Under the 14th Amendment, Americans are guaranteed equal treatment. Under Obamacare, some are more equal than others;
The Treasury Department, in regulations outlining the Affordable Care Act, said employers with 50 to 99 full-time workers won't have to comply with the law's requirement to provide insurance or pay a fee until 2016. Companies with more workers could avoid some penalties in 2015 if they showed they were offering coverage to at least 70% of full-time workers.
The move came after employers pressured the Obama administration to peel back the law's insurance requirements. Some firms had trimmed workers' hours to below 30 hours a week to avoid paying a penalty if they didn't offer insurance.
A senior administration official said the shift was a response to businesses' concerns, though the official said no one reason was behind the change.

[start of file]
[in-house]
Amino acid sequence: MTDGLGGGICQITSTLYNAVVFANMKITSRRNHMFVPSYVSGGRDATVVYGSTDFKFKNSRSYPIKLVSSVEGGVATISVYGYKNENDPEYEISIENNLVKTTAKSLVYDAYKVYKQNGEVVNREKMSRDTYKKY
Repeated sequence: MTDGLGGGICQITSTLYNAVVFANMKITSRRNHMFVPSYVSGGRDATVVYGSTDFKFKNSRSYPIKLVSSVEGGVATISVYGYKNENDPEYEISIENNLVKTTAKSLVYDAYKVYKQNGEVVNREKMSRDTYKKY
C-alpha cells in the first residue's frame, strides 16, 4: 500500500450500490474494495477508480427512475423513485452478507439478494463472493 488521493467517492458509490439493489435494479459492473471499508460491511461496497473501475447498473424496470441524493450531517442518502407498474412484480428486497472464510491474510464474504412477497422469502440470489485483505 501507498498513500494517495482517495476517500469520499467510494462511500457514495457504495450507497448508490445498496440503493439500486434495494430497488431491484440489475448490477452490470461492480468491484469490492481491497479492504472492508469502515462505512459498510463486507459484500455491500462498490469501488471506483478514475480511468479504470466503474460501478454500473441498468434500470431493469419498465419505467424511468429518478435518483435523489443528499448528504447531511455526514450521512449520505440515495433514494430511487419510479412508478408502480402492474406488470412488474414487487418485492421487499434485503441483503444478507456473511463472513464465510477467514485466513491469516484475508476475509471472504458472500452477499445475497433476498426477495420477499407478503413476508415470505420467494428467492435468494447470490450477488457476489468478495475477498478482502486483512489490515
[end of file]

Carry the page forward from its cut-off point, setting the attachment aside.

Under the original 2010 health law, employers with the equivalent of at least 50 full-time workers had to offer coverage or pay a penalty starting at $2,000 a worker beginning in 2014. Last year, the administration delayed the requirement for the first time by moving it to 2015.Not to be out-pandered;
GOP lawmakers, who oppose the law, seized on the delay to argue the administration should relax other key provisions, including the requirement that individuals carry coverage or pay a penalty, which has been in effect since the beginning of this year.
Senate Republican leader Mitch McConnell of Kentucky said, "It's time to extend that exemption to families and individuals—not just businesses."